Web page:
Chris Randle

randleAssociate Professor
Molecular Systematics
Ph.D., Ohio State University

Office: LDB 141
Phone: 
(936) 294-1554
Fax: 
(936) 294-3940 
Website: 
www.shsu.edu/~bio_cpr
E-mail: randle@shsu.edu

 

Research Interests

My research interests lie in understanding the connections between molecular and organismal evolution in plants. More specifically I have focused on the evolution of photosynthetic genes in non-photosynthetic, holoparasitic plants. Holoparasites obtain all nutrients from host plants and therefore do not require photosynthetic apparatus. The null expectation is that photosynthetic genes will undergo increased rates of mutation in such plants, resulting in degraded, non-functional sequences called pseudogenes. This expectation is largely met, but there is also evidence that in some parasitic plants, photosynthesis related genes may be "borrowed" in other non-photosynthetic pathways, resulting in conservation of nucleotide/amino acid sequence.

 

Recent Selected Publications

Randle, C.P. and K.M. Pickett. 2006. Are non-uniform clade priors important for Bayesian phylogenetic inference: a response to Brandley et al. Systematic Biology 55(1): 147-151

Randle, C.P. and A.D. Wolfe. 2005. The evolution and expression of r bcL in holoparasitic sister-genera HarveyaHook. and Hyobanche L. (Orobanchaceae). American Journal of Botany 92(9): 34-44.

Wolfe, A.D. and C.P. Randle. 2004. Recombination, heteroplasmy, haplotype polymorphism, and paralogy in plastid genes: Implications for plant molecular systematics. Systematic Botany 29: 1011-1020.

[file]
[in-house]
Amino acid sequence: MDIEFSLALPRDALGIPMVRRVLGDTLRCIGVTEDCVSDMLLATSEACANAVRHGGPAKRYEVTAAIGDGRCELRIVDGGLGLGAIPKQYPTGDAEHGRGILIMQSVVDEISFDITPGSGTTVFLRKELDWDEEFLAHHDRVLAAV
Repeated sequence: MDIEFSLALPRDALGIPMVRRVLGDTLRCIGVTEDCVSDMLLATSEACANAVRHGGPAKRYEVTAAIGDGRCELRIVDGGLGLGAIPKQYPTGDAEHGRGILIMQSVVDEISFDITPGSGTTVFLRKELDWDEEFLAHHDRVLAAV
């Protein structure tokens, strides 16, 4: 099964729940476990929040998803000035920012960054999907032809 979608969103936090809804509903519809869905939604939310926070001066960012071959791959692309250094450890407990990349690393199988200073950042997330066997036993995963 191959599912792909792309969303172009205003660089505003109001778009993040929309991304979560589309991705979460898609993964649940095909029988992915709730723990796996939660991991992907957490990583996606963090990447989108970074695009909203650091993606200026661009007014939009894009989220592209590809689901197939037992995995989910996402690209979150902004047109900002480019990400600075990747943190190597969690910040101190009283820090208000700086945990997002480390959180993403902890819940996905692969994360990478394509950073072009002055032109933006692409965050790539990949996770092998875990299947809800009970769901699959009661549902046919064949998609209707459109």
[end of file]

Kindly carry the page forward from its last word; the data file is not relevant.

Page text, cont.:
tree
Fearless: Ryan Reid (Senior) is studying the mechanisms by which parasitic plants recognize host plants.  Ryan is seen here obtaining mistletoe specimens from high in an oak in Cloudcroft, New Mexico.

 

group
Randle Lab NM 09: In July 2009, a team of students, post-docs, and one SHSU professor (Chris Randle, not shown) attended the meetings of the Botanical Society of America in Snowbird, Utah. This trip also doubled as a ten day field trip to collect tissues of mistletoe (Phoradendron serotinum; see inset) a tree parasite, and its host, poplar, for molecular genetic studies.  During this fieldtrip, specimens were collected in west Texas, New Mexico, Arizona, Utah, Wyoming, and Colorado.  Shown here from left to right are botanists Angela Hawkins (SHSU Master Student), Victor Tarson (SHSU, Randle lab research assistant), Ryan Reid (SHSU Senior), Jacob Landis (former SHSU REU-site grant fellow and current Masters student at the University of Kansas), and Nick Levsen (post-doctoral fellow, University of Alaska, Fairbanks).

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